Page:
• Son of the Mob by Gordon Korman: Vince falls for a girl and is shocked to discover he father is the FBI agent that wants to shut down his father’s family business.
  • Shifty by Lynn E. Hazen: Shifty is used to moving around. When he’s assigned to a new foster home, he spends the summer making sure this is where he will stay – even if it involves driving illegally, lying to social services, or babysitting the little ones.
  • Keeper of the Grail by Michael P. Spradlin: Tristan joins the Knights Templar after they arrive at the monastery where he grew up. He becomes the squire of Sir Thomas. Together, they arrive at the Holy Land. During a large battle, Sir Thomas thrusts something at Tristan and makes him promise to escape and take the package back to England. The package contains the Holy Grail and Tristan can’t let it fall into the wrong hands.

What are your favorite books, movies, tv shows, or music featuring male narrators? Please share your own recommendations in the comments!

If you would like to get involved in future weeks of “If You Like…” please contact me for more information. You can check out past weeks of If You Like posts here.

14 Responses to "If You Like Male Narrators"

  • Once again, I’m sure I’ll be adding in the comments like crazy as I think of books not yet mentioned.

    The Deathday Letter by Shaun David Hutchinson: This book cracks me up SO MUCH. It’s about a boy who finds out he is going to die in a day, so you wouldn’t think it would be that funny, but Ollie is a wonderful narrator with a typical teen boy sense of humor (meaning there are a lot of penis jokes, let’s be real).

    I have not yet read any books by Matt de la Pena or Andrew Smith yet, but I know they both write books with male narrators, and I love their blog posts. I own de la Pena’s I Will Save You, and have Smith’s Marbury Lens and Stick, just haven’t gotten around to reading them yet.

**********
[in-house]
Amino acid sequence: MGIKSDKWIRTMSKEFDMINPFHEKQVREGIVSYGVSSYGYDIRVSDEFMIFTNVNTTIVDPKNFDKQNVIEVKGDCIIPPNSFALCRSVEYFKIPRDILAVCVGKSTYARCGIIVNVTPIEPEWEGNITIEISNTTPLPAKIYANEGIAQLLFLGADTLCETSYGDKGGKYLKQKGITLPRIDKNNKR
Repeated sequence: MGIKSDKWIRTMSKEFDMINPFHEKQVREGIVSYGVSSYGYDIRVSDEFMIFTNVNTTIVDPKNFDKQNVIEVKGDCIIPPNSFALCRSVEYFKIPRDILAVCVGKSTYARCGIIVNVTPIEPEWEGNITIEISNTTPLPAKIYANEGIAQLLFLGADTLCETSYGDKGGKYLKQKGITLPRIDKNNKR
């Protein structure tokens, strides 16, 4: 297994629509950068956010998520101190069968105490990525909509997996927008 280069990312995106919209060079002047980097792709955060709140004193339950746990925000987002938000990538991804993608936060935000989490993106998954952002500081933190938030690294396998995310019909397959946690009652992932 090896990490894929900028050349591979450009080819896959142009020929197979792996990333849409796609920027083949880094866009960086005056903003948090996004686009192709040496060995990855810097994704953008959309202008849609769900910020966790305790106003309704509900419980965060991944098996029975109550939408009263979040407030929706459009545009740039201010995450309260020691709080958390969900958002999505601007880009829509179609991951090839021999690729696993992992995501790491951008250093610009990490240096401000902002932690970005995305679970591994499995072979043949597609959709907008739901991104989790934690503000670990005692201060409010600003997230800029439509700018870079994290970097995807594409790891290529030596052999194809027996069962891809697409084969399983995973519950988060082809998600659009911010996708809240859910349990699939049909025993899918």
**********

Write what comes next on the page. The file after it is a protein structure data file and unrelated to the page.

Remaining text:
I love Jake Wizner’s Spanking Shakespeare, it’s another hilarious book.

    Tales of the Madman Underground by John Barnes is a chunky book, but a fantastic one, though it can be a bit hard to read at times as it gets a little gritty.

    Flash Burnout by L.K. Madigan is another great one, and I’m sad that there won’t be any more books by Madigan as she had such incredible talent.

    C.K. Kelly Martin’s The Lighter Side of Life and Death is another favorite book with a teen boy who is romantically involved with an older woman.

    The Last Exit to Normal by Michael Harmon is a very funny book set in the middle of nowhere, which always makes for a good time.

    Carolee Dean’s Take Me There is a pretty heartbreaking book that deals with illiteracy and incarceration. I loved it.

    The Things a Brother Knows by Dana Reinhardt is about a younger brother dealing with his older brother’s PTSD in the aftermath of a tour in Iraq. Incredible.

    Hannah Moskowitz kicks ass at male POV. Break and Invincible Summer are both awesome.

    Compulsion by Hedi Ayarbe is another book with a male narrator suffering from mental illness. If you want to get into the head of a buy with OCD, this is a great way to do it.

    Whew. That was a lot more than I intended to list, but there are just so many amazing books with male narrators, and I want to shamelessly promote them all 🙂

    1 Melanie said this (October 25, 2011 at 8:35 PM)

    • I’ve got Madman Underground on my TBR list! And I’ve read The Lighter Side of Life and Death — I did like him as a protagonist, but I kept stopping and asking myself if he was a little TOO perfect (even in his situation)? I kept wondering, “Whoa, do these kinds of teenage boys really exist?!”

      And, big BIG mistake on my part – HOW COULD I FORGET TODD HEWITT FROM THE CHAOS WALKING TRILOGY?! OH GOOD GRAVY. I saw The Knife of Never Letting Go on the list and thought OMG TODD! HOW COULD I FORGET THEE! And I felt SO, SO guilty!